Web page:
3. Susan M. Case, Ph.D., “The Testing Column: Procedure for Grading Essays and Performance Tests,” 79(4) The Bar Examiner (November 2010) 36–38.(Go back)
  4. See Judith A. Gundersen, “It’s All Relative—MEE and MPT Grading, That Is,” 85(2) The Bar Examiner (June 2016) 37–45.(Go back)
  5. Stephen P. Klein, An Evaluation of the Multistate Bar Examination (National Conference of Bar Examiners 1982); Stephen P. Klein, Summary of Research on the Multistate Bar Examination (National Conference of Bar Examiners 1993).(Go back)
  6. NCBE’s Joe E. Covington Award for Research on Testing for Licensure is an annual award intended to provide support for graduate students in any discipline doing research germane to testing and measurement, particularly in a high-stakes licensure setting.(Go back)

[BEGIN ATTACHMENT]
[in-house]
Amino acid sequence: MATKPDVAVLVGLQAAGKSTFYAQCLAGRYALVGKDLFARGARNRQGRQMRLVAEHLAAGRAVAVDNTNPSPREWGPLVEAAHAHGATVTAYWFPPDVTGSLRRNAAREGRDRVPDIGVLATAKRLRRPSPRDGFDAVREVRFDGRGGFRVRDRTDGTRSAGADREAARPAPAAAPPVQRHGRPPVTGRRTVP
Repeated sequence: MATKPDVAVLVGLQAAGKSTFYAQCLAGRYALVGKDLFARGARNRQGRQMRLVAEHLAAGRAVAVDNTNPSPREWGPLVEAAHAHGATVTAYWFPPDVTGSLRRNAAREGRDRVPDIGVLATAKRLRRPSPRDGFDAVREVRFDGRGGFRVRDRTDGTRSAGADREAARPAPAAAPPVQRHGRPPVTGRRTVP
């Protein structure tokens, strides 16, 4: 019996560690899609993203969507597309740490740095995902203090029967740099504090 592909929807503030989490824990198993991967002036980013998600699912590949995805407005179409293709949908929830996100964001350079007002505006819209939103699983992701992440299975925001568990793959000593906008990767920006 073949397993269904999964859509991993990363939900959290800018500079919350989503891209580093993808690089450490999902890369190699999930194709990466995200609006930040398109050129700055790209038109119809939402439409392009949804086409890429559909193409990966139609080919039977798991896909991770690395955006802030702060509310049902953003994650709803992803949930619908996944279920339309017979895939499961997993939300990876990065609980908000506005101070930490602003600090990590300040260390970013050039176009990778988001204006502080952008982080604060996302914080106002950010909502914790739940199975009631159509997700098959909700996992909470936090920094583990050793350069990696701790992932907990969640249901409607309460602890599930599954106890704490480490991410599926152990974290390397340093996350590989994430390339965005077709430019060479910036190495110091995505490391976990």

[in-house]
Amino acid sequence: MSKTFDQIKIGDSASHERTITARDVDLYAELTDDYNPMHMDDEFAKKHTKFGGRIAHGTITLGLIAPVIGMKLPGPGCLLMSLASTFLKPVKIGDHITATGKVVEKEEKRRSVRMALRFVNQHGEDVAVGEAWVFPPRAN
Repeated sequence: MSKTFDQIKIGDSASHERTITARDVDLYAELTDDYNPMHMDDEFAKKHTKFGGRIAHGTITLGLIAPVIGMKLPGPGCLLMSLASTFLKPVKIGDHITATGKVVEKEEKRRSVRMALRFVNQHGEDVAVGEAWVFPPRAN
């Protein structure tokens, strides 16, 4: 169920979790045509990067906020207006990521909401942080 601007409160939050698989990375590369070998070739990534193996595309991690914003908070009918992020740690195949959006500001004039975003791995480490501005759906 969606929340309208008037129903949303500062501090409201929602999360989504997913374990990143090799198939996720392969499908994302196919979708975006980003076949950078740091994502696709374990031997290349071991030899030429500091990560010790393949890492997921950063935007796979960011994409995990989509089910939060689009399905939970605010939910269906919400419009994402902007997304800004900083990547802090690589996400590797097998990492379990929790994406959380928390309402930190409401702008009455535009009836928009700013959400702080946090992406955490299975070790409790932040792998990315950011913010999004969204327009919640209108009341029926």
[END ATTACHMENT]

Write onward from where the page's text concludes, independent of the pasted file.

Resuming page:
7. See Sarah M. Bonner, Ph.D., “A Think-Aloud Approach to Understanding Performance on the Multistate Bar Examination,” 75(1) The Bar Examiner (February 2006) 6–15, at 10, category 8, example B).(Go back)
  8. Mark A. Albanese, Ph.D., “The Testing Column: Let the Games Begin: Jurisdiction-Shopping for Shopaholics (Good Luck with That),” 85(3) The Bar Examiner (September 2016) 51–56; Susan M. Case, Ph.D., “The Testing Column: Relationships Among Bar Examination Component Scores: Do They Measure Anything Different?,” 77(3) The Bar Examiner (August 2008) 31–33.(Go back)
  9. Klein 1993, supra note 5.(Go back)
  10. Stephen P. Klein, “On Testing: How to Respond to the Critics,” 55(1) The Bar Examiner (February 1986) 16–24.(Go back)
  11. Erica Moeser, “President’s Page,” 86(2) The Bar Examiner (June 2017) 4–6, at 5.(Go back)